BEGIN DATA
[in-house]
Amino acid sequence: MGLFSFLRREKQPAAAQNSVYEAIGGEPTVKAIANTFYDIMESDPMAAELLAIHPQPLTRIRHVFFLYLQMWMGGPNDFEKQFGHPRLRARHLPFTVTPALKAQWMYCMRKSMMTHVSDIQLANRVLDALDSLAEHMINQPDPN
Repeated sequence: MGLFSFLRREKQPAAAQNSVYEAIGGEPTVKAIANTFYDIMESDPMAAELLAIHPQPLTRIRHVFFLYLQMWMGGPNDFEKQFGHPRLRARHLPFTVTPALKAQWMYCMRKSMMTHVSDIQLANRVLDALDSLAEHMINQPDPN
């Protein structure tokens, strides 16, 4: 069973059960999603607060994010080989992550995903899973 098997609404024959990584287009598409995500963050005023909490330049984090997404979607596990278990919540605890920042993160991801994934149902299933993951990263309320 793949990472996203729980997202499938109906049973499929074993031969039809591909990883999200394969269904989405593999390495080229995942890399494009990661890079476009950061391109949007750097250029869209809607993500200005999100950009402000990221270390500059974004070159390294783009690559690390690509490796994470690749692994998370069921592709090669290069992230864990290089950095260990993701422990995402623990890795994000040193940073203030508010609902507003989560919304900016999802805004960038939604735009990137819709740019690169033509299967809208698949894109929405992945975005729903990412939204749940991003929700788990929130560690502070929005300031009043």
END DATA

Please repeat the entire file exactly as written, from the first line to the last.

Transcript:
[in-house]
Amino acid sequence: MGLFSFLRREKQPAAAQNSVYEAIGGEPTVKAIANTFYDIMESDPMAAELLAIHPQPLTRIRHVFFLYLQMWMGGPNDFEKQFGHPRLRARHLPFTVTPALKAQWMYCMRKSMMTHVSDIQLANRVLDALDSLAEHMINQPDPN
Repeated sequence: MGLFSFLRREKQPAAAQNSVYEAIGGEPTVKAIANTFYDIMESDPMAAELLAIHPQPLTRIRHVFFLYLQMWMGGPNDFEKQFGHPRLRARHLPFTVTPALKAQWMYCMRKSMMTHVSDIQLANRVLDALDSLAEHMINQPDPN
């Protein structure tokens, strides 16, 4: 069973059960999603607060994010080989992550995903899973 098997609404024959990584287009598409995500963050005023909490330049984090997404979607596990278990919540605890920042993160991801994934149902299933993951990263309320 793949990472996203729980997202499938109906049973499929074993031969039809591909990883999200394969269904989405593999390495080229995942890399494009990661890079476009950061391109949007750097250029869209809607993500200005999100950009402000990221270390500059974004070159390294783009690559690390690509490796994470690749692994998370069921592709090669290069992230864990290089950095260990993701422990995402623990890795994000040193940073203030508010609902507003989560919304900016999802805004960038939604735009990137819709740019690169033509299967809208698949894109929405992945975005729903990412939204749940991003929700788990929130560690502070929005300031009043």